March 14th–20th, 2016 / Cinema Muzeul Țăranului, Cinema Elvire Popesco, Universitatea Națională de Muzică / the 6th edition
You are here
International Competition - Urban Rituals
Curatorial presentation by Andrei Tănăsescu
We all take part in rituals, whether we’re aware of it or not - it’s all a matter of perspective. Daily routine could be the individual’s ceremonial procession through society while on a larger scale it becomes ‘convention’. Sometimes, we participate in these ceremonies of culture either without knowing it, pulled into the force of an unseen current that shapes and defines us. At other times, our involvement is deliberate, drawn to the ritual of a collective consciousness.
Urban Rituals groups together four films which play with the particularities that make up our various socio-cultural practices. Be they dominant or sub-cultural, these customs thrive with a life-force that renders each of them unique and indispensable to their practitioners. Who knows, you might find yourself within them.
If Magritte’s Treachery of Images ‘n’est pas une pipe,’ in Scott Cummings’ own words, 'Buffalo Juggalos is not a documentary.' At first, it even starts off as a stylized portraiture of America’s Juggalo community, the fan base devoted to the rapcore group Insane Clown Posse (and its affiliate label bands). Hidden behind their ritualistic makeup, a procession of Juggalos stare into the camera with passive nonchalance as they are framed in commonplace suburban settings. Yet with each still-life tableaux, the comfort of suburbia is unsettled as the Juggalo ethos manifests itself, plunging us into its surreal psyche. By the end, we’re left seduced and abandoned by Cummings’ celebration of sub-cultural Americana, a visceral life-force whose life philosophy is No Fucks Given.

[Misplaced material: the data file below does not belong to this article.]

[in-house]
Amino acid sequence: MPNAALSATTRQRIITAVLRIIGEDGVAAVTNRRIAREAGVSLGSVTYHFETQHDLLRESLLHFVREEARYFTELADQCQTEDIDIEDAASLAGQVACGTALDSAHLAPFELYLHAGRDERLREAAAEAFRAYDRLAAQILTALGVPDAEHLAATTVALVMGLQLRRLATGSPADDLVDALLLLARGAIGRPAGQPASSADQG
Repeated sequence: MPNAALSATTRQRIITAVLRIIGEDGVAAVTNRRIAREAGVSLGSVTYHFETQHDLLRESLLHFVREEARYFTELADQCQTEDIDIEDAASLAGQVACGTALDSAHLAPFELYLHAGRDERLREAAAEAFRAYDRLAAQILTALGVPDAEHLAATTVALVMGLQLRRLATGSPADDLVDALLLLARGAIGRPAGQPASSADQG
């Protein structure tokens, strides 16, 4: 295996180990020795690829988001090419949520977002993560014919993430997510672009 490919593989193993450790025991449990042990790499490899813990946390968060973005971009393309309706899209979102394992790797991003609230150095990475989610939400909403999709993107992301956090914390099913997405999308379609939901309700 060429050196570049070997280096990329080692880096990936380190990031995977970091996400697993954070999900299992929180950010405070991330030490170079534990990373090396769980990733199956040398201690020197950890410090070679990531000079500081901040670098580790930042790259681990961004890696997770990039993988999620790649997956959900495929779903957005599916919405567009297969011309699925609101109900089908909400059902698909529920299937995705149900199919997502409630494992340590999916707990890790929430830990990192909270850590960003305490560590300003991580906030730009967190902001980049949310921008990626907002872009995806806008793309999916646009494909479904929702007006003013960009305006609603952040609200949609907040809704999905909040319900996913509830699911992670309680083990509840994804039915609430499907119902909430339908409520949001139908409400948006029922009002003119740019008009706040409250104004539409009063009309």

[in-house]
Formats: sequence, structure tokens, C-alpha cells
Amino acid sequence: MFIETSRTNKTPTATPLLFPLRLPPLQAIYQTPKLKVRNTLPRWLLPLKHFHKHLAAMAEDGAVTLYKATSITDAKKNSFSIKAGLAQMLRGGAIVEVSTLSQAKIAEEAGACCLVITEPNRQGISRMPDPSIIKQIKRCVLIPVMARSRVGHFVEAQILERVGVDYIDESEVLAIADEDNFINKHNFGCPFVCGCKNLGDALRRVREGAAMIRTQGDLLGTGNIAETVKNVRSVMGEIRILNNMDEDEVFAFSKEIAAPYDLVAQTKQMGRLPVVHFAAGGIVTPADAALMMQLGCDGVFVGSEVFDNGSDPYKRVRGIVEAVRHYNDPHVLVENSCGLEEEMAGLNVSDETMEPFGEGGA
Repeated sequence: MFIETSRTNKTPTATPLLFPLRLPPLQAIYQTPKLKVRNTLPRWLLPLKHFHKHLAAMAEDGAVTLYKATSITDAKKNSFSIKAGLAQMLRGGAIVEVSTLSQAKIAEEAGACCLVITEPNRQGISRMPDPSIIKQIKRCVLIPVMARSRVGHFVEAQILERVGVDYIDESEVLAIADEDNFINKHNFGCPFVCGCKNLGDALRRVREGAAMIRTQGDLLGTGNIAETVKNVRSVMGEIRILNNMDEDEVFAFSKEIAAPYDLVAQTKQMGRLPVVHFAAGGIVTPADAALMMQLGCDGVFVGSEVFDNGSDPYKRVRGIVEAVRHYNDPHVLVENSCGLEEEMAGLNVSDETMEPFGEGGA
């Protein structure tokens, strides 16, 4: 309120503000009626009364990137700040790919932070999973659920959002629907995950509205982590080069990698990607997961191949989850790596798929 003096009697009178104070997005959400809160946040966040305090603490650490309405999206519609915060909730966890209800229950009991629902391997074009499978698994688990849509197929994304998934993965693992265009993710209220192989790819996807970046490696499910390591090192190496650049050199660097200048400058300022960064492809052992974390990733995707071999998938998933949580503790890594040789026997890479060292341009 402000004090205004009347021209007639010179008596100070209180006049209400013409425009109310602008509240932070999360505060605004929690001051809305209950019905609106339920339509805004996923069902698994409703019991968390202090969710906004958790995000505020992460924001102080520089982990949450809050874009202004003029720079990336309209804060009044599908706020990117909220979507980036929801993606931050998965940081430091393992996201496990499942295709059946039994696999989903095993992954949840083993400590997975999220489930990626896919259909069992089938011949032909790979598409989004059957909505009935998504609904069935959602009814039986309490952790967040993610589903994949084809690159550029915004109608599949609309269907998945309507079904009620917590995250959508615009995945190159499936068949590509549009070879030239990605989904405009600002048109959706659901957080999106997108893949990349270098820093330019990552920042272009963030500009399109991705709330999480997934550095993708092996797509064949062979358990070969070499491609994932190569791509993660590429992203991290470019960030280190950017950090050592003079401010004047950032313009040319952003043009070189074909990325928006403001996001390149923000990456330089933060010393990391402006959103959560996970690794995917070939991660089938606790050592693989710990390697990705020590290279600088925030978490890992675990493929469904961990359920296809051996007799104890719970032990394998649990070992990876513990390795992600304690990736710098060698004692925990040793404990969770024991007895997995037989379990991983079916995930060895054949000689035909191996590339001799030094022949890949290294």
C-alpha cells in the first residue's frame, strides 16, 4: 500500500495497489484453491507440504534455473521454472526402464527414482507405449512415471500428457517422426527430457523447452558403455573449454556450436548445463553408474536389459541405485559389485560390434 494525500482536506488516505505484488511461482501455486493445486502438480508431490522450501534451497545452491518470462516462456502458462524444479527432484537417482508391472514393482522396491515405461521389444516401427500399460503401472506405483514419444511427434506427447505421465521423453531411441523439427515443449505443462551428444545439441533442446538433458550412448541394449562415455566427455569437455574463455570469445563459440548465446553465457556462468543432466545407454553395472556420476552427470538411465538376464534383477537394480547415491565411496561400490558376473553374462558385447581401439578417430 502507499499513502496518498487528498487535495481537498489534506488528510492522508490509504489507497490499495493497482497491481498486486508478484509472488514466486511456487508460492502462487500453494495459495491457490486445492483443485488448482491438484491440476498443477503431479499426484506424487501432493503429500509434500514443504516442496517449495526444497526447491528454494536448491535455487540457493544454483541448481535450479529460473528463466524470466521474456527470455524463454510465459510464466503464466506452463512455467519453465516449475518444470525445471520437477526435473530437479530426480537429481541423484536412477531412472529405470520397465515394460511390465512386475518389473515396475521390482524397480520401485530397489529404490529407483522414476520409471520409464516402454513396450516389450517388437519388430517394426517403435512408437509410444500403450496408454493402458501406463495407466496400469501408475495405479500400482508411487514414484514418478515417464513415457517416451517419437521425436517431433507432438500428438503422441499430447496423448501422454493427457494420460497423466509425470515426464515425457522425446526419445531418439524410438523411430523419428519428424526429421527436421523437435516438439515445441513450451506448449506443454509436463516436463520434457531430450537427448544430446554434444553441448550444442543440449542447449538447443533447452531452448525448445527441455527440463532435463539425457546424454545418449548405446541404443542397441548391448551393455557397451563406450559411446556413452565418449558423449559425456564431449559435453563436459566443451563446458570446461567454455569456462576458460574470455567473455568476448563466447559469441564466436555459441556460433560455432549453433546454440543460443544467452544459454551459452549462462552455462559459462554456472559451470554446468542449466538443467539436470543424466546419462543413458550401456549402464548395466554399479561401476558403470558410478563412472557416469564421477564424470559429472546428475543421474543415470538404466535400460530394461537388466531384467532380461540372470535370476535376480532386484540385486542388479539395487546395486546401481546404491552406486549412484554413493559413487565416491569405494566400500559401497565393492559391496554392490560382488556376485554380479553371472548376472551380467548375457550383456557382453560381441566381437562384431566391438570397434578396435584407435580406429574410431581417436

Under the balmy skies of the American Dream, Romanian filmmaker Mara Trifu reaches for the stars in Perfection Is Forever, an acutely observant allegory for our endless search for beauty and wholeness. Within Los Angeles’ culture of glamour and alter-egos, we’re guided by two crusaders of the ideal: a Superman impersonator and drag-queen MonaLiza Doomsday. Captured in their environment on the periphery of downtown’s hustle-and-bustle, they take us through their rituals of beautification as breasts are tucked, make-up is applied and the all-important hair products produce the Superman curl. Out in the open, society calls ‘action’ and the role-playing performance begins. Trifu’s trademark approach of lensing documentary through the magical gives a poignant touch to the film’s closing message: there is, indeed, a Superman in all of us.
Douwe Dijkstra returns to BIEFF with his latest award-winning movie, Supporting Film. A love (and hate) letter to cinema, Dijkstra’s clever and inventive film explores the fussy relationship between you, the viewer, and cinema. Be it communal or solitary, the personal experience of watching films is scrutinized by spectators of all ages, whose recorded testimonies become in Dijkstra’s illustrative, animating hands, individual worlds of artisanal wonder and childlike exuberance. From the opening credits to the closing scrawl and everything in-between, individual idiosyncrasies clash and bond with film language, in a celebration of cinema and its power to suspend our disbelief.
How does a city of 20 million people cope with an antiquated sewage system at risk of daily mass flooding due to the accumulated refuse? Enter deep-sea diver and gonzo-Jacques Cousteau Julio César cú Cámara, who for the past 30 years has immersed himself in the terra fluida of Mexico City to unclog the sewer passageway of society’s detritus. Under Esteban Arrangoiz’ direction, Julio’s story transcends its social utility by submerging us past grainy Super16mm images of abstracted landscapes of garbage into an unseen, silent realm. For us and Julio, each dive becomes a ritualistic act that plunges him in an altered state of consciousness among the unknown of darkness and miscellanea. Carrying itself with the wide-eyed fascination of a Jules Verne story, The Diver is a captivating portrait of a social worker’s metaphysical pilgrimage.